With this piece on transportation security we introduce Richard Biter, a new addition to our contributors.  Rich’s many years at the U.S. Department of Transportation gave him a ring-side seat to, among other things, the rise and demise of the Office of Intermodalism and the creation of the Transportation Security Administration…before the Department of Homeland Security was hatched.  Like most of us who shuffle through Federal airport security, Rich has some thoughts to share.


I’ve been reading with alarming interest how the Department of Homeland Security (DHS) and it’s Transportation Security Administration (TSA) have been instituting new airport security measures which include “naked” body scanners (approximately 350 are in place now with an estimated 1,000 by the end of 2011) combined with aggressive and personally intrusive “pat-downs” for those that opt out of being scanned or otherwise chosen at random.  These new procedures are inciting major a backlash from the both the traveling masses and the rare coalition of air travel related organizations that represent travelers, unions and business.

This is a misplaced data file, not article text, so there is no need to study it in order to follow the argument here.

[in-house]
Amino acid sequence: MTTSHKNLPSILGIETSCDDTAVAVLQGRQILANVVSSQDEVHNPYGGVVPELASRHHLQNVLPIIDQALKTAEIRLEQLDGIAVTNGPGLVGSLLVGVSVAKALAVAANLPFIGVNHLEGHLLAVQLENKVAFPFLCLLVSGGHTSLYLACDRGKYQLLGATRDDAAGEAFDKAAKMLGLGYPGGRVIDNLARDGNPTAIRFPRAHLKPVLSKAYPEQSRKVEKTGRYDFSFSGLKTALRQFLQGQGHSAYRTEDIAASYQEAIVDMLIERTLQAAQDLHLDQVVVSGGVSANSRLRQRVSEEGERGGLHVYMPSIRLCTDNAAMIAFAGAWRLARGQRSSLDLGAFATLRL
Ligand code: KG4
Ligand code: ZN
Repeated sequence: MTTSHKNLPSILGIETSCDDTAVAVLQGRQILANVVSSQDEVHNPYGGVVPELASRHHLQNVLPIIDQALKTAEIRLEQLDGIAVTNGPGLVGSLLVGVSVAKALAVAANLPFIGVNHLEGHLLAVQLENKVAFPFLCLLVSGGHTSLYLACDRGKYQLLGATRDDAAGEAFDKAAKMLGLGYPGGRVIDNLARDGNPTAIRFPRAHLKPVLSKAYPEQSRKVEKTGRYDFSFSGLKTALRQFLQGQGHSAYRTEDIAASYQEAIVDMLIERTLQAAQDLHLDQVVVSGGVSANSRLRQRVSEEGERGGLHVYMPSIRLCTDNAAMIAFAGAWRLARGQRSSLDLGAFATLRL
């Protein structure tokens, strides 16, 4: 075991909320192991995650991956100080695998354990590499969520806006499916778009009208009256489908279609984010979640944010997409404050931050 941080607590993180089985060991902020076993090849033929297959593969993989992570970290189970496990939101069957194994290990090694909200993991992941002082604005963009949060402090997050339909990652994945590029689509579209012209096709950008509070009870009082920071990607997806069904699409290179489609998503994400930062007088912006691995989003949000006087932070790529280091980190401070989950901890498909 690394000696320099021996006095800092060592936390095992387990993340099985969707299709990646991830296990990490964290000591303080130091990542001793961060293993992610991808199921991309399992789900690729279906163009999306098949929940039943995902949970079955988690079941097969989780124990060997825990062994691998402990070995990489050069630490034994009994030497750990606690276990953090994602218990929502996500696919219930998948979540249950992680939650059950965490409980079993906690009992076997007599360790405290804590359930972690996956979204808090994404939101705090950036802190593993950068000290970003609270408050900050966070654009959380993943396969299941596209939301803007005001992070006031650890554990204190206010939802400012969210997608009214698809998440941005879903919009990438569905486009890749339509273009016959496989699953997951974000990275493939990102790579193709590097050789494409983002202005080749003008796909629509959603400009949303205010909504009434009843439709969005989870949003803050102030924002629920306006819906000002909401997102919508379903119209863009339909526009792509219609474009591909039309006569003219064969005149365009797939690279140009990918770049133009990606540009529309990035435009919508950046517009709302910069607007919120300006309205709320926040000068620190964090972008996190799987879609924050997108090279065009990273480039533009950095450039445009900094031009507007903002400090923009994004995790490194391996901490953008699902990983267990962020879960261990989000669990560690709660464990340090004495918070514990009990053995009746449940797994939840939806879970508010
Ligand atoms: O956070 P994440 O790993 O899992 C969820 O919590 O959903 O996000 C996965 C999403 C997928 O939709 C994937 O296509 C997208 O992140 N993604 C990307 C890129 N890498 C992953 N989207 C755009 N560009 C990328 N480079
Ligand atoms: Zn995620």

While I could get into a whole litany of issues I have with DHS/TSA airline/airport security, here’s just one example of where the kids have taken over school: A pilot for ExpressJet Airlines, recently refused to undergo a full-body scan at Memphis International Airport in Memphis, TN.  The pilot later stated “I was trying to avoid this assault on my person, and I’m not willing to have images of my nude body produced for some stranger in another room to look at either.”  TSA’s response was that “security is not optional” and any person who refuses security screening is not allowed to fly.